When the world’s biggest flower blooms in Kuching’s Gunung Gading National Park, great crowds rally and we do too. There’s no time to waste: the Rafflesia opens its metre-wide petals for just a few days but it’s the fact that it emits an odour akin to rotting meat that we find impossible to resist, so we jump a bus to the national park and hike into the forest.

We smell the Rafflesia long before we see it: one enormous, orange flower blooming right on the forest floor. Its scent is like a smack in the face, powerful enough to lure not only us but also the carrion flies which, while flying around the forest looking for a rotting carcass or two, land on the Rafflesias by mistake and pollinate it.

It’s a wonderful trick of nature and it works. Single Rafflesias may bloom up to a kilometre apart but the carrion flies find them and transport pollen all over the forest, thanks to that heady scent. We crisscross the forest too in search of more and more blooms, each one a startling, slightly different version of gorgeous. Indigenous Malays once used the Rafflesia as both a post-natal tonic for women and an aphrodisiac for men — two rather incongruous uses — but this simultaneously alluring and repulsive flower is quite the paradox.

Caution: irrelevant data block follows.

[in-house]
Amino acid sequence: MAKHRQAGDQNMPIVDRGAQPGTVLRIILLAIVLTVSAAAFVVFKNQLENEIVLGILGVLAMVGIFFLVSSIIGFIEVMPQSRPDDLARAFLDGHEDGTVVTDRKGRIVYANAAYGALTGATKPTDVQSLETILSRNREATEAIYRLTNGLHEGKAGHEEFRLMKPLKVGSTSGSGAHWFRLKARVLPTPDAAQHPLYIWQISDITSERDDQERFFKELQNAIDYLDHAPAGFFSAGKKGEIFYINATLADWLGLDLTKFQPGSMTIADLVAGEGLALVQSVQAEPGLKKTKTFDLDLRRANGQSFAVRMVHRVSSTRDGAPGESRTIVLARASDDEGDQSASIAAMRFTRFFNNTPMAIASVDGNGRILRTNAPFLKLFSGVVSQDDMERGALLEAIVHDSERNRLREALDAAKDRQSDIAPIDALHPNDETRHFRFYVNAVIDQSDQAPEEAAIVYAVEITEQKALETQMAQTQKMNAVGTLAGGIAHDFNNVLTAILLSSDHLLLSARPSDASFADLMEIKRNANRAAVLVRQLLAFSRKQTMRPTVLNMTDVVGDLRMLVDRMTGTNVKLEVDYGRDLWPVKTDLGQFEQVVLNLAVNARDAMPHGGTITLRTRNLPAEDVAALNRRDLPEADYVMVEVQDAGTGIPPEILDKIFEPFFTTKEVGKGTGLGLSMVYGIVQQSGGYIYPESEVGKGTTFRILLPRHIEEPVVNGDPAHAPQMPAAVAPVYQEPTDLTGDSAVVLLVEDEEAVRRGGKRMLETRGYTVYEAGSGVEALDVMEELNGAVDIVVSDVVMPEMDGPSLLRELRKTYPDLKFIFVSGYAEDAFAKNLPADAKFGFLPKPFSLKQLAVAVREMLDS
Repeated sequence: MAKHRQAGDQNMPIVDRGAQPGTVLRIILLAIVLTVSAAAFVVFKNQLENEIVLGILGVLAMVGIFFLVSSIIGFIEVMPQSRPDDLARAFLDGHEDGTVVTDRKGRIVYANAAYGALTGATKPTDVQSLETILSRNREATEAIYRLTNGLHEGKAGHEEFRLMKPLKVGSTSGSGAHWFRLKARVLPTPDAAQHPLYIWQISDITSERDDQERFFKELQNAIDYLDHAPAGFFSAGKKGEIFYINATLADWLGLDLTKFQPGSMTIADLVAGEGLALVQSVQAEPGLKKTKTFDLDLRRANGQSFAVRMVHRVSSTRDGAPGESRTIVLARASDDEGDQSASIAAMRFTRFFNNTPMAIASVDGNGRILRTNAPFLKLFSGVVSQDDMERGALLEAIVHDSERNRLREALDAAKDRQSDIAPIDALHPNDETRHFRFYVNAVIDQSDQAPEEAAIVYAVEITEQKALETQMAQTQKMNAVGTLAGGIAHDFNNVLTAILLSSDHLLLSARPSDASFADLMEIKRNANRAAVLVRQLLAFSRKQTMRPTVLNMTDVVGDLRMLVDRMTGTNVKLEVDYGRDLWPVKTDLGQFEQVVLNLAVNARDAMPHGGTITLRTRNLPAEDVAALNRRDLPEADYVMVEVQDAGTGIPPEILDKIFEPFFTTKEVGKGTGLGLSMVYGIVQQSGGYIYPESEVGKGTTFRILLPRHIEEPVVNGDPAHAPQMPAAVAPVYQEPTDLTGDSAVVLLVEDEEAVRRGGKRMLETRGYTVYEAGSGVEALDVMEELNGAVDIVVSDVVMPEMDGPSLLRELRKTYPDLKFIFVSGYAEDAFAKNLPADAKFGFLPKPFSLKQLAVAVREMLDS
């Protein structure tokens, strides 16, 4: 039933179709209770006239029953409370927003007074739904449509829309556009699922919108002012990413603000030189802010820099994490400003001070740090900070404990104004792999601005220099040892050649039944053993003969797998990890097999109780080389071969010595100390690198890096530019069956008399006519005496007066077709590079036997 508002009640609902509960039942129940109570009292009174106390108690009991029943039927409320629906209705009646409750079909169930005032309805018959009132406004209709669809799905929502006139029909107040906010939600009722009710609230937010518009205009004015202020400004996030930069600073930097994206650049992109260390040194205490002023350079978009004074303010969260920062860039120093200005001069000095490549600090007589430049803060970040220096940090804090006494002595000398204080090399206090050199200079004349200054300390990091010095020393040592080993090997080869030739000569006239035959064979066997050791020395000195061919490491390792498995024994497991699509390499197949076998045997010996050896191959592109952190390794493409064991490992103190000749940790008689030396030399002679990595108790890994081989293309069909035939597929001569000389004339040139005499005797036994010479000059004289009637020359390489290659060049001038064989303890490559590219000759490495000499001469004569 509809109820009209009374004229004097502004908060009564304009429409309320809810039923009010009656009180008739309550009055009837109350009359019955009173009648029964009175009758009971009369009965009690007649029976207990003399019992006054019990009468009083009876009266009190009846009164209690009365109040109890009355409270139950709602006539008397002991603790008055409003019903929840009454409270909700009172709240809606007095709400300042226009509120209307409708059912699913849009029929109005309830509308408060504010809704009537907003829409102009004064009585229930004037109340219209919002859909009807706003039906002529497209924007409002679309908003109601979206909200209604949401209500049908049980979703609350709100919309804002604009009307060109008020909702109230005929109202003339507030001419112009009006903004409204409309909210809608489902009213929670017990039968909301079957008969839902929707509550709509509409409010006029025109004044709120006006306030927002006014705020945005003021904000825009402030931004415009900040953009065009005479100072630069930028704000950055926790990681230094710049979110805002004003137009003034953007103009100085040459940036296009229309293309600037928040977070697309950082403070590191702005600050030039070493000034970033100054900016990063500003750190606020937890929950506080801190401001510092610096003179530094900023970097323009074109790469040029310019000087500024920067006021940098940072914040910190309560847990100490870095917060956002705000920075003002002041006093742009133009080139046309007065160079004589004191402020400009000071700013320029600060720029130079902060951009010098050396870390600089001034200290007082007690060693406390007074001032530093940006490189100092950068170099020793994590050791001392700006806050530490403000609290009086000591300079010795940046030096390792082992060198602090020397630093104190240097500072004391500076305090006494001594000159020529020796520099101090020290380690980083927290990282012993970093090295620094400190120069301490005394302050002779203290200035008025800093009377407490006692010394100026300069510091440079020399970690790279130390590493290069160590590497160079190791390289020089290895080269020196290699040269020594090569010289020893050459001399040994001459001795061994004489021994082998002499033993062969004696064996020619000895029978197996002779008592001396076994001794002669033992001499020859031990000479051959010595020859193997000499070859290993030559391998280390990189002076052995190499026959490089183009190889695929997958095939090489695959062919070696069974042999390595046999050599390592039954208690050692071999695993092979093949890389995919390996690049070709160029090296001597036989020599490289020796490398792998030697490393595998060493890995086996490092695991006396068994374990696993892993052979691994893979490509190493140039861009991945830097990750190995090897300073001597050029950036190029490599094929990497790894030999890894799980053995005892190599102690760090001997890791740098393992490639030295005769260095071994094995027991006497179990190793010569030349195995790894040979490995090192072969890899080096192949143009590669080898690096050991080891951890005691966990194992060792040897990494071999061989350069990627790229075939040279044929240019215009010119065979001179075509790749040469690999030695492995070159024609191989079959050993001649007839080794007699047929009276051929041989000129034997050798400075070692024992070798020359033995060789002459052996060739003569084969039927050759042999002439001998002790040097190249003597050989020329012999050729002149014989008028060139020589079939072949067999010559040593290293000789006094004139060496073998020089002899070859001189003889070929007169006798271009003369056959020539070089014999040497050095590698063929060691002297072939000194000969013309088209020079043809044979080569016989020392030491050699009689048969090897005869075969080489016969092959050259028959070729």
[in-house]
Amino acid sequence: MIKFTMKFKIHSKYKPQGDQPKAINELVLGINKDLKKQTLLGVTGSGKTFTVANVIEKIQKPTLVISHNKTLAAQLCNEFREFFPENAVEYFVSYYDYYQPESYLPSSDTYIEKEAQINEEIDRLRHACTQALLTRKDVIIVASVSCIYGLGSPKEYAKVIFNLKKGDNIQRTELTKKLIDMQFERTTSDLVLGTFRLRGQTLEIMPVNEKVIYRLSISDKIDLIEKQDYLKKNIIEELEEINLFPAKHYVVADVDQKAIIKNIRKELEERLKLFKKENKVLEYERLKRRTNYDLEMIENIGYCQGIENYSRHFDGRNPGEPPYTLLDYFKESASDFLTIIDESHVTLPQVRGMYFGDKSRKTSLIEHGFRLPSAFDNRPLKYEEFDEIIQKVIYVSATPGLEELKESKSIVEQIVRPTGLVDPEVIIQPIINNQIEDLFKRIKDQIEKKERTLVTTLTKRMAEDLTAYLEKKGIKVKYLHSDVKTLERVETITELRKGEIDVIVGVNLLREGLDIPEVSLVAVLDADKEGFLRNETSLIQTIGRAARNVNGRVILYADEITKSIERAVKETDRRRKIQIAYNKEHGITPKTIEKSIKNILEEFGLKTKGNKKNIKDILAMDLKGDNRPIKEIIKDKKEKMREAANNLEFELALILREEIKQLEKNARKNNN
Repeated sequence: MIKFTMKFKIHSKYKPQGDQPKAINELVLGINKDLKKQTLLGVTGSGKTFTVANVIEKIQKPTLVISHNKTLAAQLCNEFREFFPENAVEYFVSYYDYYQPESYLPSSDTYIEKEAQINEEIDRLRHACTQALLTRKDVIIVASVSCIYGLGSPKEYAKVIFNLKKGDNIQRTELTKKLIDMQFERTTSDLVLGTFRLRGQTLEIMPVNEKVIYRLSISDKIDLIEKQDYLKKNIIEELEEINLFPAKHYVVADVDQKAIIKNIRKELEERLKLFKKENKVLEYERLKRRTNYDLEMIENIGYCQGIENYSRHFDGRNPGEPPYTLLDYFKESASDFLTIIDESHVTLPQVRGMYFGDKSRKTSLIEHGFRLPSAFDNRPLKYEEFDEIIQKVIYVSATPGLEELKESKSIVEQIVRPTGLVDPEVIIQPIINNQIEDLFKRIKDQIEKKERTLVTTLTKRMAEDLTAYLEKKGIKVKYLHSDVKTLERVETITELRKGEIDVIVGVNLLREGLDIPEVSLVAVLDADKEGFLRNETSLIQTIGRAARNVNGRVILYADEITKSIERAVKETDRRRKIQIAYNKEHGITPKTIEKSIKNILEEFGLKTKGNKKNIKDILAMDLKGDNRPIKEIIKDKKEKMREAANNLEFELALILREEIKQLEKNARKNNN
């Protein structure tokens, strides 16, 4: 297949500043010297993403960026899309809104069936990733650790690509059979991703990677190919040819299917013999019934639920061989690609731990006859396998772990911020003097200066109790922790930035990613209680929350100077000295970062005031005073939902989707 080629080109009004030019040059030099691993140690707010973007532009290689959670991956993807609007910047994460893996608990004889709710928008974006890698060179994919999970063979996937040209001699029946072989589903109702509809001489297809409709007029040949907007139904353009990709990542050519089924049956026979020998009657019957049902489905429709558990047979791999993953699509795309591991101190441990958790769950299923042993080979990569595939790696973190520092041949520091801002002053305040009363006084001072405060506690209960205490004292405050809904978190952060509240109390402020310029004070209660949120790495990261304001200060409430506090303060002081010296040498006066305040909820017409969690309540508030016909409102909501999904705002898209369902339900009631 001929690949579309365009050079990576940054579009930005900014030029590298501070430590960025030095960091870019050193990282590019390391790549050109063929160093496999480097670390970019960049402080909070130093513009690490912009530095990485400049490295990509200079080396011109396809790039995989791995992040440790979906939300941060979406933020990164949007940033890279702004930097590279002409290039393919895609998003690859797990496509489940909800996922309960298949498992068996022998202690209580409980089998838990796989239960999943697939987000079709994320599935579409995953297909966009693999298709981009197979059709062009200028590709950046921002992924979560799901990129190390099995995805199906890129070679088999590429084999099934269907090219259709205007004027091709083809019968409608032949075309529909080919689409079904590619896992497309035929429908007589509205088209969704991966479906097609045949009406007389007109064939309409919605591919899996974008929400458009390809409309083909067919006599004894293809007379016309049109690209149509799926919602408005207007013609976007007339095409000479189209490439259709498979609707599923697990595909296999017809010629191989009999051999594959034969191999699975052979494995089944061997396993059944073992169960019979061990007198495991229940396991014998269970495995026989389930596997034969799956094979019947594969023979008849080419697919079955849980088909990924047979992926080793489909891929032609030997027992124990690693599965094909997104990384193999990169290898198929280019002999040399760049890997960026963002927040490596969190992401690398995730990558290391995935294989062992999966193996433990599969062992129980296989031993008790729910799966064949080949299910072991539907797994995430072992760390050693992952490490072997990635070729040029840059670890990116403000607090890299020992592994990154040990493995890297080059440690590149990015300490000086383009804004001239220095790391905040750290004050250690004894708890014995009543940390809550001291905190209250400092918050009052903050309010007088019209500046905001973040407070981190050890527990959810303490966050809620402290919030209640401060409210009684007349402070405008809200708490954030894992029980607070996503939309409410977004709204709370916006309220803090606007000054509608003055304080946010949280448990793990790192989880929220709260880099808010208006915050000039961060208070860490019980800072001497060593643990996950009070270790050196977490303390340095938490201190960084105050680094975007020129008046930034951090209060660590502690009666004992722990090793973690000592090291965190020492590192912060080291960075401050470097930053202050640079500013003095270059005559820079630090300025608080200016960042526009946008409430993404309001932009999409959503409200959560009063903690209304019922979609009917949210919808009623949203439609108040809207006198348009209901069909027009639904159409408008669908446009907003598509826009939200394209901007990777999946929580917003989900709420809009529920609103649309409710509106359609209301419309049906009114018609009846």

As it turns out, they are only the beginning. Beyond the muggy Rafflesia forests that flank the mountain, we follow the Lundu River upstream towards Gunung Gading’s distant 965 metre-high summit. Berkubu Cave lies beyond, four hours’ walk away — but we never find it, distracted instead by deep, sandy waterholes where we bathe beneath waterfalls that drop down the mountain.